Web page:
So if your desire is an educational experience, please take the opportunity beforehand and after to prepare your students and provide them with meaningful feedback.

Posted by: 1L | May 6, 2006 10:34:20 PM

As a lowly 1L, I've come to appreciate the educational purpose that exams can serve. The problem is that they often don't, for two main reasons (though there may certainly be others).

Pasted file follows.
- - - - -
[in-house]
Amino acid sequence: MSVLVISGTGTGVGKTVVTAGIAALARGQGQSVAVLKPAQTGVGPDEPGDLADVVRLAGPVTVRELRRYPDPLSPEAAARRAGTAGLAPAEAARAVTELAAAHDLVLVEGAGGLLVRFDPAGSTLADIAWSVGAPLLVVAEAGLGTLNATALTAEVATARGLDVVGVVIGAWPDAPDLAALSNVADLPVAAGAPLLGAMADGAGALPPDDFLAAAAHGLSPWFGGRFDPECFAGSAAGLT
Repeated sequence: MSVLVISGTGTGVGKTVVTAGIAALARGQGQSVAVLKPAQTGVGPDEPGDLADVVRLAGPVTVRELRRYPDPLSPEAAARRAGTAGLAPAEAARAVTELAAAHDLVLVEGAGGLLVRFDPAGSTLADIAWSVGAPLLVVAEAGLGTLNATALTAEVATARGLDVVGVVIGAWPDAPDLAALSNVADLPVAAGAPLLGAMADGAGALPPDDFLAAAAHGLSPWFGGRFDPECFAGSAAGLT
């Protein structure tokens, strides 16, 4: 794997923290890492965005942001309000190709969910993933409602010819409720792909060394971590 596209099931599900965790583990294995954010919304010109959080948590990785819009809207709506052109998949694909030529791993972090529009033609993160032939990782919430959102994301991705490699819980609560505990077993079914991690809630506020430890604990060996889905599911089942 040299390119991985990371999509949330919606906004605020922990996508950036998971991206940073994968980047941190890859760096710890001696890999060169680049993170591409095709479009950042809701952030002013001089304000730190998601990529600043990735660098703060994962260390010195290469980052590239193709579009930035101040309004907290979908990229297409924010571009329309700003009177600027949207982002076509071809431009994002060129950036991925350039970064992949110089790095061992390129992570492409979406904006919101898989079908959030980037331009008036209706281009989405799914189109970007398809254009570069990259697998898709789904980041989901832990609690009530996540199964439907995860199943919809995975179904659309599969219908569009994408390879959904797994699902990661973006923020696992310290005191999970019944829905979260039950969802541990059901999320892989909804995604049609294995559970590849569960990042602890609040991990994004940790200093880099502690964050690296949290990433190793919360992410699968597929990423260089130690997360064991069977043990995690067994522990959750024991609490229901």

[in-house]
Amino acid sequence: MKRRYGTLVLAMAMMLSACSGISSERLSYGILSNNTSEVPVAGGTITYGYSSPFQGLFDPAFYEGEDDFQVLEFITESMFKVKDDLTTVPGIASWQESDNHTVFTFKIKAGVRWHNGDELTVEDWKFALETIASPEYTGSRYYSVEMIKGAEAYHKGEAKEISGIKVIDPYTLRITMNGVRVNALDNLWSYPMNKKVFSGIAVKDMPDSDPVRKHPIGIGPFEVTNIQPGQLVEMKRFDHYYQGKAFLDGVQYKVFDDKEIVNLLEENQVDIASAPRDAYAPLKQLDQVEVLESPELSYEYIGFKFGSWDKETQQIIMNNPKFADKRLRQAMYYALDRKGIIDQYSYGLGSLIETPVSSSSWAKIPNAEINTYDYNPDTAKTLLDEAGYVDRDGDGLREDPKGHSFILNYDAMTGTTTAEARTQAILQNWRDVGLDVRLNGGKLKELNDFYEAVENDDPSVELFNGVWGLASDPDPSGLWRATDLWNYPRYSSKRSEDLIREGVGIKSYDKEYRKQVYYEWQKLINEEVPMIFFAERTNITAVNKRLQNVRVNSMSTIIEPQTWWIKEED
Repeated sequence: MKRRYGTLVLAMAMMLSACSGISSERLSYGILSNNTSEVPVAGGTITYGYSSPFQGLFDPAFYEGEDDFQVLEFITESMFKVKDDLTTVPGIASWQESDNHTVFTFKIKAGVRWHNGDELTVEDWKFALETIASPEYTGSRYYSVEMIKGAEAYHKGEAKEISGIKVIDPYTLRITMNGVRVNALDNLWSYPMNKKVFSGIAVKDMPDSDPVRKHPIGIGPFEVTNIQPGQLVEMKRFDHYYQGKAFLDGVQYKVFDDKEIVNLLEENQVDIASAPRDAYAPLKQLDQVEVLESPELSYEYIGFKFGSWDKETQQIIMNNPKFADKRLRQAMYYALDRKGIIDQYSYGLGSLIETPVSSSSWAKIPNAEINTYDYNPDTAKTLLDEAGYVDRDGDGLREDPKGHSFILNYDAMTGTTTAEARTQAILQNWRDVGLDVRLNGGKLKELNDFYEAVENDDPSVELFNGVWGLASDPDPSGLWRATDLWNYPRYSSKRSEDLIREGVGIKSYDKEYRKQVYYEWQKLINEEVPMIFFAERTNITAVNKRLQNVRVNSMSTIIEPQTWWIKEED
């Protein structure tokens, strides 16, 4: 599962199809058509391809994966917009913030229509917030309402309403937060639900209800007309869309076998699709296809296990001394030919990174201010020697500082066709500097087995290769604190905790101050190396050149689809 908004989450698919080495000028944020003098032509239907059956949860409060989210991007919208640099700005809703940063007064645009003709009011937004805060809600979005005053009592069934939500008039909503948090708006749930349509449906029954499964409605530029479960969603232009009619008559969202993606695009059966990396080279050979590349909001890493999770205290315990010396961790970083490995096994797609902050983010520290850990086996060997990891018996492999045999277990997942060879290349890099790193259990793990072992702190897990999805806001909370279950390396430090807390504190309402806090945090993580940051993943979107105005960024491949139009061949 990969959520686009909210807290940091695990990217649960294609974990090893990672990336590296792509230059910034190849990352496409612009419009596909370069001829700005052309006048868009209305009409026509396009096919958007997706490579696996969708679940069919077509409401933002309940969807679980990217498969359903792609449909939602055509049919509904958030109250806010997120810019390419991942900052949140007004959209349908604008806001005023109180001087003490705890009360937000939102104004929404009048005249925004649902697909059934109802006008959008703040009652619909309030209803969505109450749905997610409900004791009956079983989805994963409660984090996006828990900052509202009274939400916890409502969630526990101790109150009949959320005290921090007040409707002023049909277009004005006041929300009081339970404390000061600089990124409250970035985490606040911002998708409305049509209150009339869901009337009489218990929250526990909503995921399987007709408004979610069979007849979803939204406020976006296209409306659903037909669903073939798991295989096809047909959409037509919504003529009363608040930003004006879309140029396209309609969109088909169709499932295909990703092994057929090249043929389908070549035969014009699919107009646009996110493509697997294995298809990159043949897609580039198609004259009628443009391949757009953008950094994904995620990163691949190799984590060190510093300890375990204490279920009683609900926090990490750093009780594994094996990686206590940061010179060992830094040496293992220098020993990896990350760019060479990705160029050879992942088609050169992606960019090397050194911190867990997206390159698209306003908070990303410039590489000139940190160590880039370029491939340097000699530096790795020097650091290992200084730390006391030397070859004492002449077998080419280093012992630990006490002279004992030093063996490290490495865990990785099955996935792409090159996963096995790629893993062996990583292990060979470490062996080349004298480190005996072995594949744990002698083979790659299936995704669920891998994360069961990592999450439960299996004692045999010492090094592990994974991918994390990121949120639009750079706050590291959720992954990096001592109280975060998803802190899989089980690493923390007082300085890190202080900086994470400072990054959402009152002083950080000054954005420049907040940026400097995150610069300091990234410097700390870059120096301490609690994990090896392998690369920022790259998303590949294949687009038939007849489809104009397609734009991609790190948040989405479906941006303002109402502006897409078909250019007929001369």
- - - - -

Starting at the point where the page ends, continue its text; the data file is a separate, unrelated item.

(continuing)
1) Disconnect between instructions and expectations. In many cases, vague instructions aren't a problem. For example, one of the questions on my Admin Law final this semester asked us to discuss the constitutionality of letting executive agencies perform legislative functions; because we knew our professor well, we knew that he wanted an evaluation of Justice Scalia's opinion in Mistretta. But there are plenty of cases where it can be. My roommate's Con Law professor gave out old exams to practice with. The issue-spotter in one of them asked students to make the three strongest arguments that the statute in question was unconstitutional. When the professor reviewed the old exams in class, he let slip a secret: students who only made three arguments were heavily penalized because there was no evidence that they had considered and discarded other arguments; in fact, they even suffered when compared to students who made more than three arguments but failed to evaluate their relative strengths. I find it hard to believe that there is anything "educational" about such a question other than "Don't believe a damn thing your professors say on exams, since they don't mean it anyway."